Saturday, January 23, 2016

The Twitter Paradox

One of these is not like the other
Twitter and Facebook are often considered a kind of bookends, the quintessential social media platforms. And it's true that, in general, they both serve as a kind of global digital communication platform, albeit serving altogether different purposes and constituencies. And as a result of this tendency to view them as two pieces of the same business model, their financial and operational performance is often compared. When, industry watchers wonder, will Twitter become profitable? Why has their growth stalled while Facebook continues to add users and subsidiaries? And yet, the comparison is odd - Facebook is by far the industry juggernaut, the second most viewed site in the world with a billion and a half users and a market capitalization of $40 billion. Twitter, on the other hand, has struggled to acquire 330 million users and has a rather hard-to-justify market cap of $12 billion.

Considering that neither platform will ever have the option of charging their users any kind of subscription fee, both companies have had to be somewhat innovative in how to monetize a gigantic global digital communication service. Where Facebook has been mostly successful, Twitter continues to try to figure out a model that would make the service economically viable and financially sustainable. From where we stand here in January 2016, the most likely forecast will be that, at some point, Twitter will be subsumed into a larger ecosystem that can afford to subsidize its operating costs forever. The alternative is that it merely sinks beneath the waves, to be 'replaced' - as much as possible - by a large number of smaller services.

But here's the paradox. Of all the social media tools and services available today, the only one that is absolutely irreplaceable is Twitter. The world could simply not do without a Twitter, and the human and social costs if it were to disappear are hard to even imagine. Through Twitter, the way we see the world, the way we understand events in far-flung places, the way we participate and interact has changed forever. Long before the first headlines break on the news sites, those of us on Twitter are getting eyewitness reports, rumors, live video, cries of anguish and sobs of joy. With Twitter, we can now be everywhere at once, meeting the actual people who are doing the actual things that change the world. From Fukushima to Maidan, from Tunisia to Cairo, from Wall Street to Ferguson, we learned about the world first hand, and in real time. And we were able to make our voices heard.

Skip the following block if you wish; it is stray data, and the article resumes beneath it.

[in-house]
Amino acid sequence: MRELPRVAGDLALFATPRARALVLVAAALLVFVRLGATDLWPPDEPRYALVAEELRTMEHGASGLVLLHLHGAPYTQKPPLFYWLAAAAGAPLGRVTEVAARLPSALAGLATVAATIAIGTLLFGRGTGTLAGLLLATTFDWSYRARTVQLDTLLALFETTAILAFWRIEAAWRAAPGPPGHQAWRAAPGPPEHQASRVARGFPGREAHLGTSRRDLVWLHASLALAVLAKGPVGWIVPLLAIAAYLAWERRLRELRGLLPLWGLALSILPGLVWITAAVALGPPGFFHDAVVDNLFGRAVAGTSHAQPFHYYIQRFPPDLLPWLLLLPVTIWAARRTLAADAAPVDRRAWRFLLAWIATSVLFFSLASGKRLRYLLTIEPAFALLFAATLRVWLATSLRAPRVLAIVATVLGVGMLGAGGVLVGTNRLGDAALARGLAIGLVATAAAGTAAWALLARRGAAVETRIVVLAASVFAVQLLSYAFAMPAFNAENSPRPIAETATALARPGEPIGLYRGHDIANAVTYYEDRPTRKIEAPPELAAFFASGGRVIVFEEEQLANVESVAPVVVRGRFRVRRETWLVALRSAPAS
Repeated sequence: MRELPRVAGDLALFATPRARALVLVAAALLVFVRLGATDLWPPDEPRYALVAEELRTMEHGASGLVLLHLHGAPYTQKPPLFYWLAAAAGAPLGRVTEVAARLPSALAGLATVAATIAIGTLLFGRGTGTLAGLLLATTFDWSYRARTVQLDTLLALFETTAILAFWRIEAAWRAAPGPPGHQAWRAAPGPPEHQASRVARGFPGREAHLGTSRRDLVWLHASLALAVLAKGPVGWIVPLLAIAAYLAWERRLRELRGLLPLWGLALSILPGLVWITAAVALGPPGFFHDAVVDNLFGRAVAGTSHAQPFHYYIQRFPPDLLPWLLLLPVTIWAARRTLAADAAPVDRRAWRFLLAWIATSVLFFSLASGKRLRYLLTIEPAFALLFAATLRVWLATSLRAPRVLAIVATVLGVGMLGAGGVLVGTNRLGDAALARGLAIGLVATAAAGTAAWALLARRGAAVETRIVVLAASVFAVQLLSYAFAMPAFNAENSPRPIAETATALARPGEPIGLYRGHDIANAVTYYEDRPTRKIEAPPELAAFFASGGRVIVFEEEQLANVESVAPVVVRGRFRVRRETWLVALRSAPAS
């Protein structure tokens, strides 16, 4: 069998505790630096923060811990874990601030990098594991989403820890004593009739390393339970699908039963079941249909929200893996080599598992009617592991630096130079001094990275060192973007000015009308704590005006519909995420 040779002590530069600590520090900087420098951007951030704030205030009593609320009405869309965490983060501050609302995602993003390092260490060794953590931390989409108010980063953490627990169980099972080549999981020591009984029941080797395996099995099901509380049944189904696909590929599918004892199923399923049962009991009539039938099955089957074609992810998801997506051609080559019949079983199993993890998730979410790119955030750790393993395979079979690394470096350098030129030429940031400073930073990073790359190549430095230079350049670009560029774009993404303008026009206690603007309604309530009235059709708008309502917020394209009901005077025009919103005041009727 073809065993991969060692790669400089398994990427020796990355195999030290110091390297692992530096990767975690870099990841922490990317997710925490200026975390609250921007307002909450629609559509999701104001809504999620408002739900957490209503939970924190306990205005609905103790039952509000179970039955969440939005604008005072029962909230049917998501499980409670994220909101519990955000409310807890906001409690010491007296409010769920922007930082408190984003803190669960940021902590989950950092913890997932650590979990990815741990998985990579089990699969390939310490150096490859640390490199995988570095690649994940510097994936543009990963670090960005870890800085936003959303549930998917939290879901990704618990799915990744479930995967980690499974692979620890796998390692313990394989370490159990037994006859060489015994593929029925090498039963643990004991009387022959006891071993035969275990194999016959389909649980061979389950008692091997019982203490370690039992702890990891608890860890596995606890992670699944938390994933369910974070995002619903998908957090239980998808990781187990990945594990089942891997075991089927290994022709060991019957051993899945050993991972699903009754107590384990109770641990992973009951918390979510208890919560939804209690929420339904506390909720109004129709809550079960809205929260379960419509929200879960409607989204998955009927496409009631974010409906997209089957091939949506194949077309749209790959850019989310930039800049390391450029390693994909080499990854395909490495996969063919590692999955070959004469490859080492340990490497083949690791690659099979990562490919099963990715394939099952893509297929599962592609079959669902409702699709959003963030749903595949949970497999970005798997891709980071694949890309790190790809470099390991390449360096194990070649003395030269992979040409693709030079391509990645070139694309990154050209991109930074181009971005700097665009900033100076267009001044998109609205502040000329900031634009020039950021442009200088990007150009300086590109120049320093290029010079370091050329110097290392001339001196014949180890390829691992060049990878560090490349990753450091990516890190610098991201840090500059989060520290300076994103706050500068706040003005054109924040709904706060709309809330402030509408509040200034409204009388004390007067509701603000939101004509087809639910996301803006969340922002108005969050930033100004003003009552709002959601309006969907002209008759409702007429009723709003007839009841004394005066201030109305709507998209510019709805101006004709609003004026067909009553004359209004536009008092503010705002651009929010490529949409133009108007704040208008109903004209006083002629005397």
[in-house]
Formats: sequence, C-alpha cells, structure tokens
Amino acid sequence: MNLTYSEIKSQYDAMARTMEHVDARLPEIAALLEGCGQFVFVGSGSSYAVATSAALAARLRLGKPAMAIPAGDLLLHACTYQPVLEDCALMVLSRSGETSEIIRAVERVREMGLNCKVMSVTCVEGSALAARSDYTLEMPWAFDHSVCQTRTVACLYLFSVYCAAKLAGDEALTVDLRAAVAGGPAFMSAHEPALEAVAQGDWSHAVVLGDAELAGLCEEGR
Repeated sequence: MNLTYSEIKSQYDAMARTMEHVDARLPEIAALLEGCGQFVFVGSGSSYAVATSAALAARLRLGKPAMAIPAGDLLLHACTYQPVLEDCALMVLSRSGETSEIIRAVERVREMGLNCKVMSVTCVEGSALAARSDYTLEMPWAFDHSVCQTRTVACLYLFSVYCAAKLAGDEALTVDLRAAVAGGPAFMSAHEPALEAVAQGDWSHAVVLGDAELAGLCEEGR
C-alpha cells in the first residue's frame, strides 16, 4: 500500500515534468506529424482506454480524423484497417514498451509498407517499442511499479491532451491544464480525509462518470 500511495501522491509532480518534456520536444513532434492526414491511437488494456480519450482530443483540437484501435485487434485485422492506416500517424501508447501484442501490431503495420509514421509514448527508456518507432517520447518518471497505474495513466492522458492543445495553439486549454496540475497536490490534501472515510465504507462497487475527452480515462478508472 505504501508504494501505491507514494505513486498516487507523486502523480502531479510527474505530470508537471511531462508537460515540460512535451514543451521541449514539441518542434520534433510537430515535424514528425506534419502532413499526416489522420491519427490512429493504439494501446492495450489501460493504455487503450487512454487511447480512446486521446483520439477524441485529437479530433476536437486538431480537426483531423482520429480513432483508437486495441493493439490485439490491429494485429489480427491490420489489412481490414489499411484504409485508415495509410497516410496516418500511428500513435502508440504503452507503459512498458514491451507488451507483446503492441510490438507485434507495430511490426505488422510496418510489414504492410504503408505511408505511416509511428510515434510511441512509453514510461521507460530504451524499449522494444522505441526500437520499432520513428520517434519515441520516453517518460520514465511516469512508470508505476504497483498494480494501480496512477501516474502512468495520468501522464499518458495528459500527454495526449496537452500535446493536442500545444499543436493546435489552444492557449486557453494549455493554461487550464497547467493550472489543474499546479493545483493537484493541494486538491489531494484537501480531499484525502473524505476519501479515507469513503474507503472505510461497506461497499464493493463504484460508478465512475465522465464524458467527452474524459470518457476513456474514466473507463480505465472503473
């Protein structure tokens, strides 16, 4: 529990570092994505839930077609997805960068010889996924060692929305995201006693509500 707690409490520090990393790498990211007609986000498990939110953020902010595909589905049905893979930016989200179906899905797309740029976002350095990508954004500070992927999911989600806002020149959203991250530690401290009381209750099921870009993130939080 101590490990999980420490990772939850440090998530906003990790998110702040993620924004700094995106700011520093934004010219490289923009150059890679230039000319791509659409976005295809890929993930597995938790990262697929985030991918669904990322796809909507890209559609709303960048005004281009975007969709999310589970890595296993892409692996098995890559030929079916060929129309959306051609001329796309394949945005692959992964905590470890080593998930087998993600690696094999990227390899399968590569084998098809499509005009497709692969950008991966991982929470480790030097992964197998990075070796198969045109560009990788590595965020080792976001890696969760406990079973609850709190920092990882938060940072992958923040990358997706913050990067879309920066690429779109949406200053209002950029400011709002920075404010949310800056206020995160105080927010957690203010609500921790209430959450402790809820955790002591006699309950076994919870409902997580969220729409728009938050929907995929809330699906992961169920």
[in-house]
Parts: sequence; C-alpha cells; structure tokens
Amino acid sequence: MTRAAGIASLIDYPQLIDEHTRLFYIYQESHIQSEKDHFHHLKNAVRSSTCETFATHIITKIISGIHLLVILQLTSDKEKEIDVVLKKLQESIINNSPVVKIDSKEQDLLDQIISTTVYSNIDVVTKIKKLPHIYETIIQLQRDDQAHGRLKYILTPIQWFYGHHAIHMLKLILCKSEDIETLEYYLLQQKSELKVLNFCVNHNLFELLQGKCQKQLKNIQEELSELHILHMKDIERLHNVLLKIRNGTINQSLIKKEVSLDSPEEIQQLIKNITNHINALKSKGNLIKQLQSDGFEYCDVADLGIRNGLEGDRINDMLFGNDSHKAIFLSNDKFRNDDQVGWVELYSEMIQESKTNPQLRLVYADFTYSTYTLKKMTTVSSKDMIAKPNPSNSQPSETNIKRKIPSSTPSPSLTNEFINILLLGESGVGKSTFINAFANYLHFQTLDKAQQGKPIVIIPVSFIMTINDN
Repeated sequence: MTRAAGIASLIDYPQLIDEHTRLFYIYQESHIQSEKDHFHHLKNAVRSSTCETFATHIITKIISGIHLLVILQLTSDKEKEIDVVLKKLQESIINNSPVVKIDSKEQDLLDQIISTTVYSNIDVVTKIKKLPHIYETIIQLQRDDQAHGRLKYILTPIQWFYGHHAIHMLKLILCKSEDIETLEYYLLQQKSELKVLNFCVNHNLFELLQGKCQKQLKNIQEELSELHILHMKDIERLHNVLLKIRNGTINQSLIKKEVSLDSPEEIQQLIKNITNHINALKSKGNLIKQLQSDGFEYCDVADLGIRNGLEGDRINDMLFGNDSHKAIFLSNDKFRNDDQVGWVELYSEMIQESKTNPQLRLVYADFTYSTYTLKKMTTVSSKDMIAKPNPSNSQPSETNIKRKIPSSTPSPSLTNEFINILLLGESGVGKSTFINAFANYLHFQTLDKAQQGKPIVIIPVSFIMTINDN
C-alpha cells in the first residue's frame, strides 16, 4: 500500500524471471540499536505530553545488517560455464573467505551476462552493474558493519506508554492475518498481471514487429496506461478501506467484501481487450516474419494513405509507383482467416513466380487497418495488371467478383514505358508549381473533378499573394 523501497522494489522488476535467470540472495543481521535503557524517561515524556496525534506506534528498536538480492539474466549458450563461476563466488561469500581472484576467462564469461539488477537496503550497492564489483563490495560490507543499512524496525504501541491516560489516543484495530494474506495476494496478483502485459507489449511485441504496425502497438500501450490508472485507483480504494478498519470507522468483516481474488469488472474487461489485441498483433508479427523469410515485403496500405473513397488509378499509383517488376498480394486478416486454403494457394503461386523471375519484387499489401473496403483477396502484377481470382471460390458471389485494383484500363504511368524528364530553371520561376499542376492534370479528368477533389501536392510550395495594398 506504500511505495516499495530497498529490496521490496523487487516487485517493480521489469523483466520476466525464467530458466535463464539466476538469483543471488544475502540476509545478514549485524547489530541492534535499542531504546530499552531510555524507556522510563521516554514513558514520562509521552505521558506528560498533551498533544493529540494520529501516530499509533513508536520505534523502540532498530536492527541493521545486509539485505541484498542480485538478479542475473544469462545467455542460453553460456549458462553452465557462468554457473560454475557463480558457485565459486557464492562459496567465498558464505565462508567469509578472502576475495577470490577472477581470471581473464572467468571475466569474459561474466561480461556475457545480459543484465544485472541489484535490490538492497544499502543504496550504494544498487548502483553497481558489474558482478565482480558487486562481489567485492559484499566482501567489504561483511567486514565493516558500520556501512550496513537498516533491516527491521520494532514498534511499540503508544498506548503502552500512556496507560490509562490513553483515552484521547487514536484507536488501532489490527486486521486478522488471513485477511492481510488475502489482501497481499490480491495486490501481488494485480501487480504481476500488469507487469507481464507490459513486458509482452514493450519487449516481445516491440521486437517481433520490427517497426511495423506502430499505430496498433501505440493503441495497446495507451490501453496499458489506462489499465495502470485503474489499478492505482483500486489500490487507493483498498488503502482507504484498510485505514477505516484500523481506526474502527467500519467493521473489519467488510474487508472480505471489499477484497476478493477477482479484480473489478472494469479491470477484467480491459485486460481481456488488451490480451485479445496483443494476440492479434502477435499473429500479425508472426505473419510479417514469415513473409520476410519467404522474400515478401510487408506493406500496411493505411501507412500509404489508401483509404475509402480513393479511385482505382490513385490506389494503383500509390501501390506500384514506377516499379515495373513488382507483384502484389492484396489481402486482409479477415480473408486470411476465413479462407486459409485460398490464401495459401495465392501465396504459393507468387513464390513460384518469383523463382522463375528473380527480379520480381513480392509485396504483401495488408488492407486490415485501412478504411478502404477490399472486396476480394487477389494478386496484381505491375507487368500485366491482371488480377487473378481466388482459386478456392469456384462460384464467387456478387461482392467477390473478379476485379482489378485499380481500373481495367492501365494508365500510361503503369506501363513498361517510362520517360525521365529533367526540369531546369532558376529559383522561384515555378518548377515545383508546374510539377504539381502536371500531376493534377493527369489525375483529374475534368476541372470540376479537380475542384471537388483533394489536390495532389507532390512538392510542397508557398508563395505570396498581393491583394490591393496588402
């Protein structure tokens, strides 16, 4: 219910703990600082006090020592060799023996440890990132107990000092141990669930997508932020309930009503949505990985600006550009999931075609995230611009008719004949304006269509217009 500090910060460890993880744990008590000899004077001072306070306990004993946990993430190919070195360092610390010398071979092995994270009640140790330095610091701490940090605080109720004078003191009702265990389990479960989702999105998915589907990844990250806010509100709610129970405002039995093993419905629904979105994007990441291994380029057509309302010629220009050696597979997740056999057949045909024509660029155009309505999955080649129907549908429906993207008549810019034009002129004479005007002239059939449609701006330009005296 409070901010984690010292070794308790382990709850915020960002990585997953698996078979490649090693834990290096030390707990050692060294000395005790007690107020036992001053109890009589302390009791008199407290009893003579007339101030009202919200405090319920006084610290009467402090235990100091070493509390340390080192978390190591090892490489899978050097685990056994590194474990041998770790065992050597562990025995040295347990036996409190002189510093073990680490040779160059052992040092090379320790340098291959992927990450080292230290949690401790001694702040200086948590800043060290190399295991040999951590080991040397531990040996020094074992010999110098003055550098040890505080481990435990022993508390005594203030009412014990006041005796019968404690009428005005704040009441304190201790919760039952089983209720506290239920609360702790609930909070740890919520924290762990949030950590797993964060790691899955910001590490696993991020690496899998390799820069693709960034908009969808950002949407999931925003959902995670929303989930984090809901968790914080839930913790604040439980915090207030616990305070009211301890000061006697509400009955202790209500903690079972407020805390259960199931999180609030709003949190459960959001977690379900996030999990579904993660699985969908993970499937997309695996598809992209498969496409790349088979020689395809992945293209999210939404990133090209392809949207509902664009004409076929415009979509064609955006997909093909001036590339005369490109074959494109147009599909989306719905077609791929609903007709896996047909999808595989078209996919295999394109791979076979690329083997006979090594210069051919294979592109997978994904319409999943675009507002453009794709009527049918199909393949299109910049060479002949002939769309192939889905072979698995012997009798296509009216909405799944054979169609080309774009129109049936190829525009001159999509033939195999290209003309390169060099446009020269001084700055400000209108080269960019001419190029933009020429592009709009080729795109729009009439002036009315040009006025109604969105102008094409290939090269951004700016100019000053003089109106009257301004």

So this is the paradox, and the challenge. Twitter may very well not be something that can be operated profitably. But as a people, as a society, as a species, we must never lose access to these kinds of global, instant communications. If Twitter were to fail as a business, it would be necessary to continue to operate it as some kind of global NGO - ideally under the auspices of the UN, but at any rate in a way that continues to permit the world to have unfettered access to this kind of real-time conversation. There's just no going back.


  1. Another thing they share: Verizon chokes up a lot when loading pages with their links, although otherwise Verizon Fios service is pretty fast.

    E.g. In Berkeley Springs, we get Frontier internet. Most web pages load faster there than here in D.C.

    But if I'm uploading a large picture to the blog, it goes a lot fast here.

    P.S. I realize this is aside from the paradox, but I'm typing here, man!

  2. Hey mikey, completely off topic but was wondering what you know or heard about the Juniper breach?

    1. The Juniper hack is huge. It is the story of a tech company acting complicitly with the NSA in creating a vulnerability that they could exploit. The NetScreen products are very popular VPNs, and are used all over the world for secure network access. The NSA basically managed to convince/corrupt Juniper to use a known insecure PRNG and that they could use to break the IPSEC encryption in real time.

      But THEN somebody - an employee? another government? a criminal? - was able to modify the code in the firmware to give THEM access to the NSA's 'back door'. Essentially, for a couple of years, NetScreen VPNs were compromised.

      And nobody's coming clean on what actually happened. Believe me, just like the Volkswagon diesel code, there are lots more of these kinds of things out there...

    2. Did not know about the NSA complicity.
      What goes around comes around...

      Would be very nice to figure out who did it but from what I understand that's not gonna be easy.